Information Architecture pioneer Richard Saul Wurman’s claim that a “weekday edition of The New York Times contains more information than the average person was likely to come across in a lifetime in seventeenth-century England” seemed a bold assertion when he made it. The world has changed since 1989 and the amount of information we process, forming the basis of our opinions and decision making, has grown exponentially and it’s only going to increase. Because of this, data visualisation work like David McCandless’ ‘Information is Beautiful’engages, persuades and provokes – something data alone might struggle to do. A good example is one he created on the scientific evidence of health supplements and other ‘miracle foods’. Through direct comparison, we can see how they stack up on a scale of strong evidence to harmful.
David's varied background included stints as a programmer, journalist and designer and all combine to make him one of the leaders in the field (and you can’t get much more 'thought-leader' than giving a TED talk).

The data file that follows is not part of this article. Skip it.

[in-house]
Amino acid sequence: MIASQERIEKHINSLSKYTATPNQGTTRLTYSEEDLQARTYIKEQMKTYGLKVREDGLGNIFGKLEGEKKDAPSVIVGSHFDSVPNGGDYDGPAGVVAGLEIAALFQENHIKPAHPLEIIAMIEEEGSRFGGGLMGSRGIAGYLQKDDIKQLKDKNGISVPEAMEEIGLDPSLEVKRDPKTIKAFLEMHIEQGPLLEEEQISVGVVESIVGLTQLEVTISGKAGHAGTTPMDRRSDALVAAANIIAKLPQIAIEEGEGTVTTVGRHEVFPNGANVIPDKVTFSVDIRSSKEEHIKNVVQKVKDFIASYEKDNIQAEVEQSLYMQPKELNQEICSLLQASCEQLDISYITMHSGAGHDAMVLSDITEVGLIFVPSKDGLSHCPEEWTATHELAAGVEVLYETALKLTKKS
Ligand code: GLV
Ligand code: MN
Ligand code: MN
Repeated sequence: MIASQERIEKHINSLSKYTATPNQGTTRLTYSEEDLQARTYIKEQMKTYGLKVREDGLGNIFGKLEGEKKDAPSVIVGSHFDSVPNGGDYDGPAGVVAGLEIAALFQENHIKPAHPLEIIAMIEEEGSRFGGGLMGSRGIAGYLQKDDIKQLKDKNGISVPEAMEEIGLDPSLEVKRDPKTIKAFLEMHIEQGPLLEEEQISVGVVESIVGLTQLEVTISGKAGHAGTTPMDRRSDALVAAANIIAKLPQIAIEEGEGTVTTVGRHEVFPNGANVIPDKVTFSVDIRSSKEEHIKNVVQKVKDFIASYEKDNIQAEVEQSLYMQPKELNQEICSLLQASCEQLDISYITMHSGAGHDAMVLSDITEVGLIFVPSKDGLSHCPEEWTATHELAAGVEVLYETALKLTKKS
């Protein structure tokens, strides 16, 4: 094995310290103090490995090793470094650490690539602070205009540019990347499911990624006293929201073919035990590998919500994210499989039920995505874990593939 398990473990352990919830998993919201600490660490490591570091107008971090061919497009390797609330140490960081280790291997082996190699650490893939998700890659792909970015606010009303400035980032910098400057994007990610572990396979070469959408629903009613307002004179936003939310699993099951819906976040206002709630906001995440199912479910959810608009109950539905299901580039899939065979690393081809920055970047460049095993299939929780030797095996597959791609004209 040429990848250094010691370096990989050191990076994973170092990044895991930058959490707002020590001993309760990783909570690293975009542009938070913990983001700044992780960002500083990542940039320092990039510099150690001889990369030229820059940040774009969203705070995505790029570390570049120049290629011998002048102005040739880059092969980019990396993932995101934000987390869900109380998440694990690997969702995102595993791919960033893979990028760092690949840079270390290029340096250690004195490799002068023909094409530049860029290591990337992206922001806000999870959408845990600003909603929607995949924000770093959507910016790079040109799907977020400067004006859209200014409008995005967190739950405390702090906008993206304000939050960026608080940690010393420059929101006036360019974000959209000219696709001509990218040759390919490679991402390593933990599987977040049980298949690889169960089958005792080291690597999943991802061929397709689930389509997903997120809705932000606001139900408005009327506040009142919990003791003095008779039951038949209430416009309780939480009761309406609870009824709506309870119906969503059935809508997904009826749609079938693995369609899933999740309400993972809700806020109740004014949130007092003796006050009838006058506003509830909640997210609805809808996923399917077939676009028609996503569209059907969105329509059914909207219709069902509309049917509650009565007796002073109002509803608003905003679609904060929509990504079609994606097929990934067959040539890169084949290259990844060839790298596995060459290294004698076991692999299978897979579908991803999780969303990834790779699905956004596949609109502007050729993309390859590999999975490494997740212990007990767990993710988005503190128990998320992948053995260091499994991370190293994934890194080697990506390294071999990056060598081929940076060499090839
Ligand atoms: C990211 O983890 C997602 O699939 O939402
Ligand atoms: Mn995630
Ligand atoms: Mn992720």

Earlier this month I attended one of his ‘Workshops are Beautiful’ sessions in London.
Though it may seem as though it is data visualisation isn't new – we can go back to the 18th century when they were used to illustrate trade balances while one of the most effective in terms of storytelling has to be Minard’s 1869 map of Napoleon’s Russian campaign charting the number of troops advancing on and then retreating from Moscow (inspiring in one biographer “bitter reflections on the human cost of the thirst for military glory”). Despite this, the rules are still not rigidly defined and experimentation is rife so while David admits to having no formal training in graphic design, he does contend that, through constant exposure, we’re all design literate and by practice and repetition we can see what works and what needs improvement.
In this workshop we were taken through the process of creating a visualisation – starting with a seed idea before considering the goal of the visualisation. Like any narrative device, visualisation is about choosing what we want to say and the way we say it - whether through the data we use or the visual tone we set and, not surprisingly, we must be cognisant of the audience we are designing for.
Through ‘Negative Concepting’ we explored a way of generating visualisation concepts through inversion. By beginning with something we may find boring, annoying or have no understanding of we identified the primary metrics of what we want to measure. Once we have those we can select the type of story we want to tell – is it based around quantitive or qualitative comparison and what type of chart style we use.
While the workshop didn’t extend to seeking out and manipulating the data it did provide techniques to help us think about ways we can use data to provide insight, challenge misconceptions or even make someone smile.